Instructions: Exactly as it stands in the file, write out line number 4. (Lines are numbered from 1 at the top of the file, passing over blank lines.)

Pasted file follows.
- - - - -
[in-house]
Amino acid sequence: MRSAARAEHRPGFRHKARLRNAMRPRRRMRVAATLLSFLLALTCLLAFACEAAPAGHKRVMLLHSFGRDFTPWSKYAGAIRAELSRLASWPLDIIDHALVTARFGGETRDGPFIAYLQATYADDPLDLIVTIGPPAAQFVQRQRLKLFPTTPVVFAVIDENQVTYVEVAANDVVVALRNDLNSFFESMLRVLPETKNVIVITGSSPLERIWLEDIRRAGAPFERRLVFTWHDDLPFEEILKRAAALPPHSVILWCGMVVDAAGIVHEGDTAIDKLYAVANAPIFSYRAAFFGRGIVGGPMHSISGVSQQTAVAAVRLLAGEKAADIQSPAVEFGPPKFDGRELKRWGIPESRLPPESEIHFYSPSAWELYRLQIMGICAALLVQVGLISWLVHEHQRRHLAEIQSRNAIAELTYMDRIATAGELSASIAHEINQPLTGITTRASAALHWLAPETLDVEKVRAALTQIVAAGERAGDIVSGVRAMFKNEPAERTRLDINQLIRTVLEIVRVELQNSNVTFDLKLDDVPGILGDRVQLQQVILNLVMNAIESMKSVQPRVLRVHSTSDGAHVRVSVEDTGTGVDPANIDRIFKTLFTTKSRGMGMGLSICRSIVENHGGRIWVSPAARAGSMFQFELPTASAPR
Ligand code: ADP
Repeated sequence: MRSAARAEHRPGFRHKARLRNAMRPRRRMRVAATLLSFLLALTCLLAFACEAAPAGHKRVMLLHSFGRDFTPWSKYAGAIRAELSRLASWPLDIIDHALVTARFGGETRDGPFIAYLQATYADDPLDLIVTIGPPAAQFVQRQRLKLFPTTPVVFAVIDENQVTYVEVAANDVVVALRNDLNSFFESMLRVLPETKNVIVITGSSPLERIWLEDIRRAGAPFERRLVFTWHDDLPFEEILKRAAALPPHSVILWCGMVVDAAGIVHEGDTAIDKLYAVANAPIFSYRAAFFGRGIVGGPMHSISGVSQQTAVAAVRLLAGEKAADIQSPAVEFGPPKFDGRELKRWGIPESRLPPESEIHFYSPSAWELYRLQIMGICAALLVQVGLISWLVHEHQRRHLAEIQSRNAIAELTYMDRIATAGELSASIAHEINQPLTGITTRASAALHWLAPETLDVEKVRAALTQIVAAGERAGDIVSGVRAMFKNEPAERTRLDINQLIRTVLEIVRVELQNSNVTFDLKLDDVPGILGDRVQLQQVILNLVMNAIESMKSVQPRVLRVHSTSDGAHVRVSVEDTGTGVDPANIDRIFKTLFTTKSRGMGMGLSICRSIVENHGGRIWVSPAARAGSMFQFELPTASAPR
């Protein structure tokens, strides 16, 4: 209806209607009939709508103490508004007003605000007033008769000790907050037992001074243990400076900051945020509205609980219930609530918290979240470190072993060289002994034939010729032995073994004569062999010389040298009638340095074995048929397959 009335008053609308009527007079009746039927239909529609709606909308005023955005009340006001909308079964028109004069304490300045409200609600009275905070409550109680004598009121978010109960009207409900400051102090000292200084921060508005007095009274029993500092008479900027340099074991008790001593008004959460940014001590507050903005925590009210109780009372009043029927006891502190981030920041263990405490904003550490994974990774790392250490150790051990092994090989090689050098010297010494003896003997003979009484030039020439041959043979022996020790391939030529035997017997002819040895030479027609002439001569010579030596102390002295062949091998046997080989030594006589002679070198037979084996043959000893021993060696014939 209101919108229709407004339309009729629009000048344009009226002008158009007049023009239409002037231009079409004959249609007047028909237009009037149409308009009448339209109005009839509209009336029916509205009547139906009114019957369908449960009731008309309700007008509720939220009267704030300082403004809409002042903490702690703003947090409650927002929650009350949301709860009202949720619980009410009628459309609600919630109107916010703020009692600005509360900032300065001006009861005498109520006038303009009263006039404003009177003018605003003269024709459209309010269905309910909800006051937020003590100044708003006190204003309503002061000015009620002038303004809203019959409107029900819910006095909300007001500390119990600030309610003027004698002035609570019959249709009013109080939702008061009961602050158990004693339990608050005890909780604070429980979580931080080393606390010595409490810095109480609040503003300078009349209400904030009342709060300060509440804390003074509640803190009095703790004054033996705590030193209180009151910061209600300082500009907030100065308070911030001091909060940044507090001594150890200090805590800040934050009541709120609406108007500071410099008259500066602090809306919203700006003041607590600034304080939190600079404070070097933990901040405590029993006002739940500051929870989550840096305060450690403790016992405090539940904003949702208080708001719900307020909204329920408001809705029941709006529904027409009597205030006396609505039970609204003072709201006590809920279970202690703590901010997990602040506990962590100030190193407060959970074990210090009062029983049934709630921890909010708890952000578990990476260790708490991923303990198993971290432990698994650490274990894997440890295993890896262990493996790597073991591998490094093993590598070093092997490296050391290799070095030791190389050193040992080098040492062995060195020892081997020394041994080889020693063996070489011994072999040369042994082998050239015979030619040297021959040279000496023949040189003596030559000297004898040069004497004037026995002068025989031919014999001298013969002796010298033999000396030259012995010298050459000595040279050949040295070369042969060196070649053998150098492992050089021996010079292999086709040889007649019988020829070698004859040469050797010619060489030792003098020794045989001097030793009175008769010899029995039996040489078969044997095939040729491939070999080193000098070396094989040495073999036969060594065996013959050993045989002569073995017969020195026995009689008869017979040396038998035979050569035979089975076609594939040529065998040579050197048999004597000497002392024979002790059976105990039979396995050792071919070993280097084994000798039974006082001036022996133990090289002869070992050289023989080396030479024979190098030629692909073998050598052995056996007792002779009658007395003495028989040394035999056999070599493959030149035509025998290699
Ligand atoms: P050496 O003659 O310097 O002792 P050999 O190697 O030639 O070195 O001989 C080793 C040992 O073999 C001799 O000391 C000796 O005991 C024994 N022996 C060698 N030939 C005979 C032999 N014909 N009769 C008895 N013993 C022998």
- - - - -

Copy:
Repeated sequence: MRSAARAEHRPGFRHKARLRNAMRPRRRMRVAATLLSFLLALTCLLAFACEAAPAGHKRVMLLHSFGRDFTPWSKYAGAIRAELSRLASWPLDIIDHALVTARFGGETRDGPFIAYLQATYADDPLDLIVTIGPPAAQFVQRQRLKLFPTTPVVFAVIDENQVTYVEVAANDVVVALRNDLNSFFESMLRVLPETKNVIVITGSSPLERIWLEDIRRAGAPFERRLVFTWHDDLPFEEILKRAAALPPHSVILWCGMVVDAAGIVHEGDTAIDKLYAVANAPIFSYRAAFFGRGIVGGPMHSISGVSQQTAVAAVRLLAGEKAADIQSPAVEFGPPKFDGRELKRWGIPESRLPPESEIHFYSPSAWELYRLQIMGICAALLVQVGLISWLVHEHQRRHLAEIQSRNAIAELTYMDRIATAGELSASIAHEINQPLTGITTRASAALHWLAPETLDVEKVRAALTQIVAAGERAGDIVSGVRAMFKNEPAERTRLDINQLIRTVLEIVRVELQNSNVTFDLKLDDVPGILGDRVQLQQVILNLVMNAIESMKSVQPRVLRVHSTSDGAHVRVSVEDTGTGVDPANIDRIFKTLFTTKSRGMGMGLSICRSIVENHGGRIWVSPAARAGSMFQFELPTASAPR